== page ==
Southern California environment news and trends

Dozens of trees felled at Fresno State ‘Treemageddon’

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Margot Adler/NPR

Fresno State faculty and students alike are expressing outrage and sadness at what's being called 'Treemageddon,' the removal of more than 150 mature trees to make room for an additional 600 parking spaces on the east side of campus.

It's been alleged that the only advance notice the trees were going to be cut down came in the form of a faculty email from the campus parking administrator last Wednesday, the same day the chopping began. Many students learned of the situation through emails and blogs after the fact.

"There was no word prior about this atrocious removal of these old, beautiful trees," said Fresno State English professor Magda Gilewicz to the Fresno Bee. "In Fresno, where we have one of the worst air pollution in the country, we cannot afford to lose any trees.”

Biology professor Madhusudan Katti told KSEE 24 News that he’s now lost valuable teaching tools in the parking lot expansion as well.

"These trees are habitats to many birds,” he said. “Birds my students have been studying and they've lost study sites now." 

Fresno State responded with a press release on Friday from Cynthia Matson, the school’s vice president for administration/CFO, claiming that the tree removal was necessary for security reasons, and promises that new trees will be planted in their place. Among those new plantings are to include Chinese pistache trees, chosen for their “vivid fall colors and high canopy.”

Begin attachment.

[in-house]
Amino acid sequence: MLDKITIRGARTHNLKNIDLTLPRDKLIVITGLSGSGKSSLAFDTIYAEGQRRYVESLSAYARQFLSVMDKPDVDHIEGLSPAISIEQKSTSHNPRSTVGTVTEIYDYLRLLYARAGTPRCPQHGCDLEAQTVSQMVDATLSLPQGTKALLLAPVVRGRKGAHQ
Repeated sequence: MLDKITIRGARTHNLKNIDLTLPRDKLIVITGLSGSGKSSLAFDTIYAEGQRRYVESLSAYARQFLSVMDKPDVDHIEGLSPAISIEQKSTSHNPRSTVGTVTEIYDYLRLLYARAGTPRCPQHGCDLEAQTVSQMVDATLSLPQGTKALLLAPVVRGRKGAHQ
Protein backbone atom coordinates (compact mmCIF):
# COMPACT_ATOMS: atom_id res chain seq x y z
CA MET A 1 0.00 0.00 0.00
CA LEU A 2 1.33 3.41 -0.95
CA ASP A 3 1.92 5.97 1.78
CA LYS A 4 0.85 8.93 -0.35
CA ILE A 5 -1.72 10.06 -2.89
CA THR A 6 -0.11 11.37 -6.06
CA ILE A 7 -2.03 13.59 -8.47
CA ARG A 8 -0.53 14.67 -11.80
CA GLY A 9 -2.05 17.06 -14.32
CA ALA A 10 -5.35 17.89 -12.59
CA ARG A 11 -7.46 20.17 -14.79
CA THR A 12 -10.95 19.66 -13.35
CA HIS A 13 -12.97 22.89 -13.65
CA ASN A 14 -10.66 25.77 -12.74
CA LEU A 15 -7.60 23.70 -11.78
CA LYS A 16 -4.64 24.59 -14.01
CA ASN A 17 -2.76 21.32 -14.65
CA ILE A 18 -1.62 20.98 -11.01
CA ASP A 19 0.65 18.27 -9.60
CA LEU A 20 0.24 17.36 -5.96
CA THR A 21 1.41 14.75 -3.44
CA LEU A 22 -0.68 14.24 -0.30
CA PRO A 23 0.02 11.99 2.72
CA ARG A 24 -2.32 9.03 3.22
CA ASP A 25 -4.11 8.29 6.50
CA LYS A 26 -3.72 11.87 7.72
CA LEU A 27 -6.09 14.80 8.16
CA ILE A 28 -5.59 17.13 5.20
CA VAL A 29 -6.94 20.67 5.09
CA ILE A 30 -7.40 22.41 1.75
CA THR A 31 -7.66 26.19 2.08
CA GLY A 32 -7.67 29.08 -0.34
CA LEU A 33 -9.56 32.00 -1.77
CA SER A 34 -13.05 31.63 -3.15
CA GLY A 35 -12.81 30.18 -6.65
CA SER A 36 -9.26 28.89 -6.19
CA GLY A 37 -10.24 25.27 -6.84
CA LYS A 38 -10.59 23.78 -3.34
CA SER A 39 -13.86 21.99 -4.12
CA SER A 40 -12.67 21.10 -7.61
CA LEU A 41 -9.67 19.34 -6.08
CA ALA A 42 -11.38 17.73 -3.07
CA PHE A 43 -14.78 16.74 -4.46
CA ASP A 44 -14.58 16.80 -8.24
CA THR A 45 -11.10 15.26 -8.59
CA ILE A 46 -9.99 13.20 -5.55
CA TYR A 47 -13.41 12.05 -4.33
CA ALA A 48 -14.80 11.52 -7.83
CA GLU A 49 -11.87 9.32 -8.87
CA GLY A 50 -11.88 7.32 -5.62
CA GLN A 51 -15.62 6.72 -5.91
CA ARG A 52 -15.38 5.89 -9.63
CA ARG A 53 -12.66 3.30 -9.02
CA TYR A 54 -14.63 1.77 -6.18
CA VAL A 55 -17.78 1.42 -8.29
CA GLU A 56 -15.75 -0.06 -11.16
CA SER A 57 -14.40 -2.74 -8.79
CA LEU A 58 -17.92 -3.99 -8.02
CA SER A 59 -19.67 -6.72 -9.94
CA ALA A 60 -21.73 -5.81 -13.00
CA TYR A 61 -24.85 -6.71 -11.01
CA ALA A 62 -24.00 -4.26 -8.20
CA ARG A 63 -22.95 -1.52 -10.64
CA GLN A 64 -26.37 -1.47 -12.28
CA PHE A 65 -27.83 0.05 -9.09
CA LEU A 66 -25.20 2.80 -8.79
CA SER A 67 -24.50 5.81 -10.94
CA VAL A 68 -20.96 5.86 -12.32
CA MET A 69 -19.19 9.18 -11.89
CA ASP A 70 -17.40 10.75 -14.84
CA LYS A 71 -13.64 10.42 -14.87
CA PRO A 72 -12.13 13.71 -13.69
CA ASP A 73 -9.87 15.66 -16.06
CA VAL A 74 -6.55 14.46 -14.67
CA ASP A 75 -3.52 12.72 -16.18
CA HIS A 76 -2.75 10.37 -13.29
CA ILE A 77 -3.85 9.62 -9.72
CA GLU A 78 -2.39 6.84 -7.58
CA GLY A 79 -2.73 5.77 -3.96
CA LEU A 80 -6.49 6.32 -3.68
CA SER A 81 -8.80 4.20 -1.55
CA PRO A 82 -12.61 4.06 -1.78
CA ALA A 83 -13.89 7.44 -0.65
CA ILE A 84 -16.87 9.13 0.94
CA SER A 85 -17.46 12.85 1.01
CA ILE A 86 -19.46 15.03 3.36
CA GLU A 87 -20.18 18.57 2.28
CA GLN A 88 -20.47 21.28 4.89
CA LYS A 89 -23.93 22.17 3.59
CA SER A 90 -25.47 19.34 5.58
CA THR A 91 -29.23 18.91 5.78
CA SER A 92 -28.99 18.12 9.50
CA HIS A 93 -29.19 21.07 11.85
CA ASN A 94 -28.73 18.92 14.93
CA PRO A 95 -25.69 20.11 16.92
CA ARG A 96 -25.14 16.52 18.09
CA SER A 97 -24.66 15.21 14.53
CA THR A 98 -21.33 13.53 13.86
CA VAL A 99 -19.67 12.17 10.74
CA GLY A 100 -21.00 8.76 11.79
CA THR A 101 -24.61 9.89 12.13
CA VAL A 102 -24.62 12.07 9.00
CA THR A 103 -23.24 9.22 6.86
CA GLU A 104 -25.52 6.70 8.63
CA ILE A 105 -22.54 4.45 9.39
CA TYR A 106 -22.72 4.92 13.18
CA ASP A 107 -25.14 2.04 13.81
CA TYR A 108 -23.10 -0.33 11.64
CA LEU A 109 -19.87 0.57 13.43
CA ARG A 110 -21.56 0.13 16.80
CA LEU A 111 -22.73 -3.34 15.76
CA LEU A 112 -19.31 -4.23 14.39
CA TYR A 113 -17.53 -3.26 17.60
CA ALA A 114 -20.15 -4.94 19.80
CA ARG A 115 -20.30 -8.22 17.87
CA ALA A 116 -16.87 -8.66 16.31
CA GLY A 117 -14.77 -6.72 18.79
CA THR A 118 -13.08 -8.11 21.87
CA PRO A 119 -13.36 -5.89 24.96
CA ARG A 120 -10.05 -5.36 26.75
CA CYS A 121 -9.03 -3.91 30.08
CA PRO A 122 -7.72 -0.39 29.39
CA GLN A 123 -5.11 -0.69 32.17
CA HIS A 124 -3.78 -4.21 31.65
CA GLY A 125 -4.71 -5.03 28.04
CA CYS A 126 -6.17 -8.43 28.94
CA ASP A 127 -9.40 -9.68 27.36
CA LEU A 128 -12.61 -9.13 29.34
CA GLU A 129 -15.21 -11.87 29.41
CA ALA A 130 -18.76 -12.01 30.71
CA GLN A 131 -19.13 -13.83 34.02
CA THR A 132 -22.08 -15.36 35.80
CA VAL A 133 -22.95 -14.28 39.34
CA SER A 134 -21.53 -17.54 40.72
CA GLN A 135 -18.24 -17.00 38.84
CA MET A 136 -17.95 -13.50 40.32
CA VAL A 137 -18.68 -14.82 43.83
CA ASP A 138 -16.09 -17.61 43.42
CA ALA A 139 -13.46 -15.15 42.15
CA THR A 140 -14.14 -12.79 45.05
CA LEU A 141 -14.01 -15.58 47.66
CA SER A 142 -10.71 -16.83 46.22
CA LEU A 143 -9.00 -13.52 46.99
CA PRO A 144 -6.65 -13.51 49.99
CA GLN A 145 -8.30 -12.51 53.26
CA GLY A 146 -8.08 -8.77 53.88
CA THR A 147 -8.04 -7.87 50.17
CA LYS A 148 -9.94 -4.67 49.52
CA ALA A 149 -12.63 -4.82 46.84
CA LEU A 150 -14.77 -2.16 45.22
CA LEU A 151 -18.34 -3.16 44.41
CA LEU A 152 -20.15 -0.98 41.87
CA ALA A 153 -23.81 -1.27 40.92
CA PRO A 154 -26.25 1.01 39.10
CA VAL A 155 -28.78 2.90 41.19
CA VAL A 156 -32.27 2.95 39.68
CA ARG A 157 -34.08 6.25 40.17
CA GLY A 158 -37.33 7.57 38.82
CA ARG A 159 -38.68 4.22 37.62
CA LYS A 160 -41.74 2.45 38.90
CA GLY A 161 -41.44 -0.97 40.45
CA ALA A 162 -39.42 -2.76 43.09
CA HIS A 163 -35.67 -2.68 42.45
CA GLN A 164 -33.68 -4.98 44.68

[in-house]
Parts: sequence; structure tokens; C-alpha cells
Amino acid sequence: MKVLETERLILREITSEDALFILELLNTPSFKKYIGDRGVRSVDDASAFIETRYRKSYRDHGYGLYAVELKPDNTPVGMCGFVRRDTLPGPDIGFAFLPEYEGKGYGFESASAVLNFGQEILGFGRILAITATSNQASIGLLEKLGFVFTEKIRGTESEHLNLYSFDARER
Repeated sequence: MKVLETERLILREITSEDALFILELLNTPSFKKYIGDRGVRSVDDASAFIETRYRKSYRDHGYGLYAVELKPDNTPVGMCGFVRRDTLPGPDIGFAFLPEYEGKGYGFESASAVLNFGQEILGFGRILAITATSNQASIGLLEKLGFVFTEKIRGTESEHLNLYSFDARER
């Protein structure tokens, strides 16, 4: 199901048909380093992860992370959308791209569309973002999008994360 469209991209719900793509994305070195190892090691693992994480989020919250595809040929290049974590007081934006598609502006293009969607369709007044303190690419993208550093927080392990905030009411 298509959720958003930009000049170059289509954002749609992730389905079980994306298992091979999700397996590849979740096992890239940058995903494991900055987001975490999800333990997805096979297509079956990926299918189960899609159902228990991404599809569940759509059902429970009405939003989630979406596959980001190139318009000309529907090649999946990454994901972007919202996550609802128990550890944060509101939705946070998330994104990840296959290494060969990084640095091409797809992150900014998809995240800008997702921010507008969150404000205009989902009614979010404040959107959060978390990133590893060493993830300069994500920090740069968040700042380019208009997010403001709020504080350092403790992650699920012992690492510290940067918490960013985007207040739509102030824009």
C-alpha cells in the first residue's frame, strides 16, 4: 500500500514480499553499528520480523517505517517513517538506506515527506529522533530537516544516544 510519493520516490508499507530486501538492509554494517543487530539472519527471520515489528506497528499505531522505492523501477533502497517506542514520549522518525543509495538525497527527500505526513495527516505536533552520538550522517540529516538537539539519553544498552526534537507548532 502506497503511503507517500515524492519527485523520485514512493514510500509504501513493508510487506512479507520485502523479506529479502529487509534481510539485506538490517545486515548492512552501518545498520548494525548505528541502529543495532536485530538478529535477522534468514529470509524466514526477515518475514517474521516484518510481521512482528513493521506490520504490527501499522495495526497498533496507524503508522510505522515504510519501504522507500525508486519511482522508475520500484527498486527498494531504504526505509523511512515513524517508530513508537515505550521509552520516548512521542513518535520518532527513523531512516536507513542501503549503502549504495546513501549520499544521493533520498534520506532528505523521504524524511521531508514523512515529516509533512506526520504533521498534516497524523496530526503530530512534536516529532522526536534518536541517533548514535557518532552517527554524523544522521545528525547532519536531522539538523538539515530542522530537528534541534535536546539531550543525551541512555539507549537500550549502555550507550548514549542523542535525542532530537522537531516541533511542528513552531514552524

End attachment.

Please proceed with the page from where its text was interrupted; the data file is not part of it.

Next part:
“Safety was a top priority in designing the new space,” Matson said in the release, as reported by 940 KYNO. “The previous design of the three lots posed many public safety challenges. Thoughtful placement of 150 new trees is designed to provide unobstructed line of sight for five security cameras. Five emergency phones also will be placed within the new parking lot.”

The release goes on to say that some of the felled trees were diseased, with healthy crape myrtles being uprooted and saved. Many of the trees were “mulched for future use throughout campus.”

The lot expansion is a $4 million project (funded through student parking fees) with an expected completion date of August 15.

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